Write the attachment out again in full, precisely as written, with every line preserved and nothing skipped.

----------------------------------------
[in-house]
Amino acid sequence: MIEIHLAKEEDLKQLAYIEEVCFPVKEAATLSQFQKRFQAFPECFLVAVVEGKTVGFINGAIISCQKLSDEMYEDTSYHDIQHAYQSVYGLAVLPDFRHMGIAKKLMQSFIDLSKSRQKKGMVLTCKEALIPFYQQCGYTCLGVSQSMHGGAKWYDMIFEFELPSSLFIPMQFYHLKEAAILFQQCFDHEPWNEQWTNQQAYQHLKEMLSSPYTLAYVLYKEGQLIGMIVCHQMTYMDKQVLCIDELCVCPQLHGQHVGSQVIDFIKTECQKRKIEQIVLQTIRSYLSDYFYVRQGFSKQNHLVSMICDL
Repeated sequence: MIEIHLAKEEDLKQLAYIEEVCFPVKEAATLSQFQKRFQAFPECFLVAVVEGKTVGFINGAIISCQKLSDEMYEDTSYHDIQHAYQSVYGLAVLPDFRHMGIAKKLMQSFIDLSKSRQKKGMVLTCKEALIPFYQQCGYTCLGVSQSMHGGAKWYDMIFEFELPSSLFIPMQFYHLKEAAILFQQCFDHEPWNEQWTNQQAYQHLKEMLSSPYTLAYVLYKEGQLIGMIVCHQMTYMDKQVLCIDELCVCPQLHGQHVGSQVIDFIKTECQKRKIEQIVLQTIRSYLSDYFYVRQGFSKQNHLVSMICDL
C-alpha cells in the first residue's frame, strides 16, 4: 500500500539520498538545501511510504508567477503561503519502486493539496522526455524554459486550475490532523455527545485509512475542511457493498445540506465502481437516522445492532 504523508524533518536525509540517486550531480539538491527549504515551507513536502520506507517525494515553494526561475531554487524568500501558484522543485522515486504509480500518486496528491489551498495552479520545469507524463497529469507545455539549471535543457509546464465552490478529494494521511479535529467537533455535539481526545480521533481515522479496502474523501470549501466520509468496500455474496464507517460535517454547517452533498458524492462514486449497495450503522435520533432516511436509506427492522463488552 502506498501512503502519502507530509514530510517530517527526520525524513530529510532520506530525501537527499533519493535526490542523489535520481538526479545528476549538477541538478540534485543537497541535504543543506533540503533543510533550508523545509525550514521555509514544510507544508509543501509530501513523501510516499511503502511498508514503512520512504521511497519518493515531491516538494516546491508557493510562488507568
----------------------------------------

[in-house]
Amino acid sequence: MIEIHLAKEEDLKQLAYIEEVCFPVKEAATLSQFQKRFQAFPECFLVAVVEGKTVGFINGAIISCQKLSDEMYEDTSYHDIQHAYQSVYGLAVLPDFRHMGIAKKLMQSFIDLSKSRQKKGMVLTCKEALIPFYQQCGYTCLGVSQSMHGGAKWYDMIFEFELPSSLFIPMQFYHLKEAAILFQQCFDHEPWNEQWTNQQAYQHLKEMLSSPYTLAYVLYKEGQLIGMIVCHQMTYMDKQVLCIDELCVCPQLHGQHVGSQVIDFIKTECQKRKIEQIVLQTIRSYLSDYFYVRQGFSKQNHLVSMICDL
Repeated sequence: MIEIHLAKEEDLKQLAYIEEVCFPVKEAATLSQFQKRFQAFPECFLVAVVEGKTVGFINGAIISCQKLSDEMYEDTSYHDIQHAYQSVYGLAVLPDFRHMGIAKKLMQSFIDLSKSRQKKGMVLTCKEALIPFYQQCGYTCLGVSQSMHGGAKWYDMIFEFELPSSLFIPMQFYHLKEAAILFQQCFDHEPWNEQWTNQQAYQHLKEMLSSPYTLAYVLYKEGQLIGMIVCHQMTYMDKQVLCIDELCVCPQLHGQHVGSQVIDFIKTECQKRKIEQIVLQTIRSYLSDYFYVRQGFSKQNHLVSMICDL
C-alpha cells in the first residue's frame, strides 16, 4: 500500500539520498538545501511510504508567477503561503519502486493539496522526455524554459486550475490532523455527545485509512475542511457493498445540506465502481437516522445492532 504523508524533518536525509540517486550531480539538491527549504515551507513536502520506507517525494515553494526561475531554487524568500501558484522543485522515486504509480500518486496528491489551498495552479520545469507524463497529469507545455539549471535543457509546464465552490478529494494521511479535529467537533455535539481526545480521533481515522479496502474523501470549501466520509468496500455474496464507517460535517454547517452533498458524492462514486449497495450503522435520533432516511436509506427492522463488552 502506498501512503502519502507530509514530510517530517527526520525524513530529510532520506530525501537527499533519493535526490542523489535520481538526479545528476549538477541538478540534485543537497541535504543543506533540503533543510533550508523545509525550514521555509514544510507544508509543501509530501513523501510516499511503502511498508514503512520512504521511497519518493515531491516538494516546491508557493510562488507568